5) You never said anything about the sponsors party. This is all news to me. But it’s re-inforces #4.

      Good luck.

      1. David, you proposed a speaking topic for February (after canceling for October) but I never accepted, and never told you that you weren’t welcome at the Summit. In fact you ended the conversation by saying you were in town anyway for a radio appearance that day and were planning to pop in afterwards. Happy to go over emails with a neutral party (even one who seems to know you much longer and better than they know me, like say Jon Luini) but what you are saying is simply untrue. Note that I’m not calling you a liar, I believe you are simply confused. 🙂

        If you do a search on your emails, you will not find what you are claiming. But you will find yourself having written the following statement:

        “thanks brian. thanks for being so gracious and supportive to me. it’s really awesome.”

      2. Argh.

        Your last sentence totally contradicts your assertion I was totally rude to you on multiple occasions none of which you cite.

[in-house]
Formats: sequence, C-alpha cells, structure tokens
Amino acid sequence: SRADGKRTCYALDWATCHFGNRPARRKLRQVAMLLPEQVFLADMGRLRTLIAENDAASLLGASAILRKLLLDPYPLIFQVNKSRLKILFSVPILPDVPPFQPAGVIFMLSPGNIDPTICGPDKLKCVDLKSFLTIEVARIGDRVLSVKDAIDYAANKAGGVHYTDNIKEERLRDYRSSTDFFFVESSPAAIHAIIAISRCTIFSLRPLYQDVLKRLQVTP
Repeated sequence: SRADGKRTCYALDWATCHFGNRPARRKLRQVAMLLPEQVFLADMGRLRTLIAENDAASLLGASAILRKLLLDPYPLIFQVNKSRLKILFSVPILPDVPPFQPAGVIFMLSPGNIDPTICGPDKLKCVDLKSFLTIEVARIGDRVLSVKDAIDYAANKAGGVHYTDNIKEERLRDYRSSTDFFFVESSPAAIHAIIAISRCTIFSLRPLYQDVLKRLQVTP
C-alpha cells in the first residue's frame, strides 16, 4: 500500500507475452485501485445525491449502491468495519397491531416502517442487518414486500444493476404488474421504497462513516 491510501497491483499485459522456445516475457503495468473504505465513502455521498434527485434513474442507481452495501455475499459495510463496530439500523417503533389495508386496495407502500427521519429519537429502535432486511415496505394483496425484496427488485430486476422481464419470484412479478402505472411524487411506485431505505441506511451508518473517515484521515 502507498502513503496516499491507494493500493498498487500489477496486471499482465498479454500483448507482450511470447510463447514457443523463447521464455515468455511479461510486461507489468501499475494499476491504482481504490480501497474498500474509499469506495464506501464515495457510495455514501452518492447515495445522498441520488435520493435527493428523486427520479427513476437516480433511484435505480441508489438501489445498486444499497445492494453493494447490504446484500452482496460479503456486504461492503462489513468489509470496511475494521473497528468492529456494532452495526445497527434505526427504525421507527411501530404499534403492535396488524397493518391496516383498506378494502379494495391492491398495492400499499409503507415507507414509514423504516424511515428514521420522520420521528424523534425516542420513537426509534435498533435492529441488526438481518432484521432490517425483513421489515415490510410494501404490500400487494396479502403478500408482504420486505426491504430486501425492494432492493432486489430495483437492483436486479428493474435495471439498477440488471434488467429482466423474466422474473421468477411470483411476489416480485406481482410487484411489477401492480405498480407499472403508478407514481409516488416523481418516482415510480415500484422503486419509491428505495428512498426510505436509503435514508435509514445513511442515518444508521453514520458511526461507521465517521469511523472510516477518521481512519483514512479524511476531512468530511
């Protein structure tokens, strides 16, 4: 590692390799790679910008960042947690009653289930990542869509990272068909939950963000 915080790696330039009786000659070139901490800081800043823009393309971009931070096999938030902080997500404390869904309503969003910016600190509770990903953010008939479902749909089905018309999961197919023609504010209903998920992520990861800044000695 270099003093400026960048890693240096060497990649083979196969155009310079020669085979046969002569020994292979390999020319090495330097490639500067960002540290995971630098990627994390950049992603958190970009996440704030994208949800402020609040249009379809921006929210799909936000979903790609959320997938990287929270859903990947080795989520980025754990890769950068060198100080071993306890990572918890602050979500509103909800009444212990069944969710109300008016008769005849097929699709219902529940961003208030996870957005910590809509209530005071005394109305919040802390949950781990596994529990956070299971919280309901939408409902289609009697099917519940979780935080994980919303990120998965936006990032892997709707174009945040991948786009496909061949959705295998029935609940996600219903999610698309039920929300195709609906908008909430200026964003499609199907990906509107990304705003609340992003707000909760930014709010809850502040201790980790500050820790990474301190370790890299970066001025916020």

I will respond in detail with a full trichordist post. Your misdirections, contradictions and “definition of is is” bullshit.

        Don’t know john very well.

  4. Wow. Zisk really is full of shit. (As a professional rhetorician, I find paragraph 4–wherein he almost-but-not-quite calls you a troll–especially telling. Nice indirect diminishment of your interlocutor!)

    Looks like the strategy is to try to make you seem ‘shrill,’ obfuscate the specifics of the case however seems plausible, let every get tired and confused and slink home to San Bruno after the shouting dies down. Pretty solid approach IMHO.

    The stuff Robert posted above re. Bit Torrent was really an eye opener. There’s a lot more layers here than I thought. As the old Berkeley saying goes, How you can be paranoid if everyone really is out to get you?

    Good luck. You’ll need it.